In this year's Batman Annual #4, Carmine Infantino receives a shout-out in the "First Kiss" storyline. The reference is made in a panel showing Bruce Wayne attending his high school prom. The band performing in the background is named "The Infantinos," after the artist who is commonly referred to as "The Man Who Saved Batman." Younger comic readers may not be aware of the legacy of Infantino and his many years at DC, but his impact on Batman, The Flash and many other characters cannot be understated.
Infantino began working at DC during the Golden Age of comics in 1947. His first published story for the company came in Flash Comics #86, which introduced the character of Black Canary. Infantino was primarily known during the '40s and '50s for his regular work on The Flash, Green Lantern and Justice Society of America. However, it was his revival of The Flash and Batman in the late '50s and '60s for which he would be most well remembered.
In 1956, Infantino and writer Robert Kanigher were tasked with revamping the Flash, who had been out of print since 1949. It was this 11-year run that introduced the most iconic iteration of the character, Barry Allen. Infantino put his minimalist style to use by designing the sleek and simple red and yellow costume that would become one of the most well known in the DC pantheon. This design did away with much of the unnecessary flair that dominated the Golden Age, and would later go on inspire similar redesigns of other classic DC characters like the Hal Jordan Green Lantern. Infantino also popularized the red and yellow blur effect that defined how the Flash's super-speed powers were drawn and later portrayed in cartoons and live-action.
Infantino's take on the Flash is often credited for ushering in the Silver Age of comics. This was cemented in 1964 when Infantino would begin his run on Batman -- a run that revived the book from near cancellation and earned Infantino the title of "The Man Who Saved Batman."
Infantino's Batman was simple and grounded. He and writer John Broome removed outlandish and sillier elements like Ace the Bathound and Bat-Mite, returning the Caped Crusader to crime-fighting and mysteries. His more realistic run on Batman began what is known as the "new look" era which, while controversial to some fans at the time, led to increased sales. This "new look" Batman was also the inspiration for the Adam West television show, which premiered in 1966 and ballooned the character's popularity into a cultural juggernaut.
During the '60s, Infantino was credited with drawing many notable new characters during his runs on The Flash and Batman titles, including the villains, Reverse-Flash, Captain Cold, Gorilla Grodd and Blockbuster. He also co-created the Elongated Man, Deadman, Wally West and Barbara Gordon as Batgirl, who is without a doubt one of his most enduring contributions to the Batman mythos.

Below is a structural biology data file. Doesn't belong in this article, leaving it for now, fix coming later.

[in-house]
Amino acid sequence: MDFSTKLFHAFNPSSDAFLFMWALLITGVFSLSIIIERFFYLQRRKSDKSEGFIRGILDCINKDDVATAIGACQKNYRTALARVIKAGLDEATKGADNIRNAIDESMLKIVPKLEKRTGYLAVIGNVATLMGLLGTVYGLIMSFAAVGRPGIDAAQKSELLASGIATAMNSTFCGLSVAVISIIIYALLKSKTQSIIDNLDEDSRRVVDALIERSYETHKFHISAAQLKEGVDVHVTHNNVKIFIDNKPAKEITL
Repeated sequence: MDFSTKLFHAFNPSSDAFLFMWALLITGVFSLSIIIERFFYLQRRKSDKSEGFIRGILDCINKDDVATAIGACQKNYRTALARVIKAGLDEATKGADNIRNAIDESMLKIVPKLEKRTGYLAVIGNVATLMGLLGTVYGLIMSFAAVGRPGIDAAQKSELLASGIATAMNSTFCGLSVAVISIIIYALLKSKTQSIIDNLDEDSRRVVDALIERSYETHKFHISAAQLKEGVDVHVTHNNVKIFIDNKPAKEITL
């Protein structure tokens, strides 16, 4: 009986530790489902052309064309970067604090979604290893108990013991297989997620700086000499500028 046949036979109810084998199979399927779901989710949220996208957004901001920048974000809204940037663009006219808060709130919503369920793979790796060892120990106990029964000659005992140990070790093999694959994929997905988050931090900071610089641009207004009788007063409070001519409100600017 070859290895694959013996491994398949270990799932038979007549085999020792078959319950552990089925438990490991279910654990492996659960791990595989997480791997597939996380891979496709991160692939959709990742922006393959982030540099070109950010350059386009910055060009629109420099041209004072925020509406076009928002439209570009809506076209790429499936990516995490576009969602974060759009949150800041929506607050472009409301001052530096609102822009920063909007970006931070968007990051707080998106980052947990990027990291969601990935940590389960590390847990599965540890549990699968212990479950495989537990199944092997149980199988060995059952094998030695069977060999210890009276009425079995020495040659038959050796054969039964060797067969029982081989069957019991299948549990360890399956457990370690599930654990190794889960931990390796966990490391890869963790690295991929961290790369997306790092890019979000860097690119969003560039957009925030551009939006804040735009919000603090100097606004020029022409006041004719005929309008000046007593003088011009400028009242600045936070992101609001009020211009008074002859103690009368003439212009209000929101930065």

In addition to new characters, Infantino was also responsible for introducing the idea of the multiverse to DC. In 1961 he drew "Flash of Two Worlds," a landmark story that paired his Barry Allen iteration of the Flash with Jay Garrick, the version of the character that began his career. This storyline was not only important for being the first to pair DC characters of different worlds, but it also featured one of Infantino's most iconic covers.
Infantino's covers would go on to become one of the most important parts of his legacy. By 1967, he was responsible for designing covers for the entire DC lineup. This led to a major promotion as Infantino was named the company's editorial director (after turning down a $22,000 from Marvel Comics' Stan Lee). During his tenure, he hired new talents like Neal Adams and Denny O'Neil, and also brought over artists like Dick Giordano from Charlton Comics, and most notably, Jack Kirby from Marvel Comics.
The hiring of Kirby at DC by Infantino is often considered one of the great coups in comics history. While at DC, Kirby created the "Fourth World" storyline, told through the New Gods, Mister Miracle and Forever People titles. Under Infantino's editorial direction, comics like the "Fourth World" saga and Green Arrow/Green Lantern began the Bronze Age of comics.
Infantino was named publisher of DC in 1971. While sales dwindled during this time, Infantino was still able to create some memorable comics, including the first major Marvel/DC crossover, Superman vs. the Amazing Spider-Man, released in 1976.
After returning to freelancing in the late '70s, Infantino worked on a number of titles for Marvel, including Star Wars, Spider-Woman and Nova. He would later return to DC in the '80s to work on The Flash, The Daring New Adventures of Supergirl and Red Tornado.
Infantino left comics in the '90s to teach at the School of Visual Arts in Manhattan before his retirement. He remained in the spotlight through numerous convention appearances and was inducted into the Will Eisner Award Hall of Fame in 2000.
Infantino passed away in 2013, leaving behind a legacy rivaled by few in the comic book industry. He was a hero to the medium, and to Batman and the Flash in particular, but he was also a hero in the real world. Upon his death, he made a six-figure bequest to Calvary Hospital in New York, a non-profit dedicated to providing hospice and palliative care.
It's no surprise that writer Tom King and artists Mike Norton and Jorge Fornes would decide to honor Infantino in the latest Batman Annual.
You can read more about Carmine Infantino in his autobiography, The Amazing World of Carmine Infantino, co-written with J. David Spurlock and published in 2001.
Batman Annual #4, by Tom King, Mike Norton, Jorge Fornes, Dave Stewart and Clayton Cowles is on sale now.
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